Velador talked for a while about a man who had made an impression on her earlier in the day—a 40-year-old Caucasian man who works part-time and has no health insurance. Because he is functionally illiterate and also reticent about divulging his personal information, he was unable to complete the stack of forms (Velador pointed to a pile about three inches high) needed to get Medi-Cal and see a doctor.
It turned out, she said, that after she checked his blood pressure and blood sugar, “he had high blood pressure and diabetes. That was kind of news to him. He kind of thought he had diabetes, but he wasn’t too sure.
“There are very serious consequences to these diseases,” continued Velador. “I gave him a brochure and told him to call me. We’ll find someone to help him. … He kept telling me, ‘I’m 40 and, you know, it’s OK if I die.’ ”
Alice Kienzle, another Public Health nurse, was working at a sun-blasted table in front of the BCPH mobile medical unit. It was parked near the stage, where an adorable group of little Hmong girls had just finished a colorful dance presentation.
Kienzle shared a similar story of a person in need. “We just had someone who was just released from prison who had been having seizures,” she said, “and didn’t know where to go, so we walked her over to [the] Del Norte Clinics [table], and they did an intake on her.”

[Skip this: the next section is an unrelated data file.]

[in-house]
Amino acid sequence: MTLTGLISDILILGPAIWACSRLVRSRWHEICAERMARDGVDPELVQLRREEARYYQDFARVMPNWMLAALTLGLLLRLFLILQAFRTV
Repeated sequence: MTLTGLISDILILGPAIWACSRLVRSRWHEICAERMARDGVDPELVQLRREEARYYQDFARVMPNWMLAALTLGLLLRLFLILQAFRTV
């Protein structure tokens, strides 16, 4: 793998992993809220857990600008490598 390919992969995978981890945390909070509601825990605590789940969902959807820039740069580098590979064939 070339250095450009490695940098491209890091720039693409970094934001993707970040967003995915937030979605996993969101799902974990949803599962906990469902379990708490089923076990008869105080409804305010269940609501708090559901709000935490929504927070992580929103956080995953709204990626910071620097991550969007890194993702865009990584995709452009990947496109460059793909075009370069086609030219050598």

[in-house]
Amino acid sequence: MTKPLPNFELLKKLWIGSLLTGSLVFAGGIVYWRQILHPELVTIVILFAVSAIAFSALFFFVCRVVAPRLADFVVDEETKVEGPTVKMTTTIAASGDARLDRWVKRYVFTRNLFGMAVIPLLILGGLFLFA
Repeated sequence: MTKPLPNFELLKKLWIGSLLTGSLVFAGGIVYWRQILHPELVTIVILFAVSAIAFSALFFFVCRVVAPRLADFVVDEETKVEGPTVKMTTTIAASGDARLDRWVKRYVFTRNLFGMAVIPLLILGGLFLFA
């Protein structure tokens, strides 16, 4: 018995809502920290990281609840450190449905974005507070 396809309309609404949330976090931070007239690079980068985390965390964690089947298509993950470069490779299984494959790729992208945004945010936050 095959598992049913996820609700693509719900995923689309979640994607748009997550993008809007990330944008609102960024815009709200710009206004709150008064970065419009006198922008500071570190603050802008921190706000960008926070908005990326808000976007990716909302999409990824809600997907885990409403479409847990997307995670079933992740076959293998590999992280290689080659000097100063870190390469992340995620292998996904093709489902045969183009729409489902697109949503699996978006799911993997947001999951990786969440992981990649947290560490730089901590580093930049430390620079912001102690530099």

Kienzle’s table partner, Kathy Gilchrist, was making Public Health clinic appointments. She said she had noticed a general increase in use of public health services since the economy tanked, and for one service in particular.
“We’re actually doing a lot of [appointments for] the Mirana, a five-year IUD,” Gilchrist said, “because a lot of people can’t afford to have a family right now.”
Laurel Beyrer, the program coordinator for California Family Health Council Inc., the nonprofit umbrella organization that sponsored the event, had driven up from Los Angeles to check in on the health fair, something she has done for numerous similar CFHC-sponsored events up and down California.
Beyrer said that she “absolutely” has seen an increase in people showing up at health fairs of late.
“There’s a drastic increase in individuals in need of public-assistance service throughout the state,” said Beyrer. “County health departments and clinics are just inundated because people have lost their jobs and their health insurance. … We really need to make sure that our legislators know that we really need to include the public option in health-care reform. We want to get appropriate funding for all the people who aren’t getting services.”
Near the barbecue grill, where people formed the longest line at the health fair for free hot dogs, a man ran across the grass shouting, “Can somebody turn down the heat, please?”
He was talking about the temperature, but he could just as easily have been referring to the uncomfortable, depressing state of health care in California—a situation that health-care workers at this particular fair worked hard, and in blazing heat, to alleviate.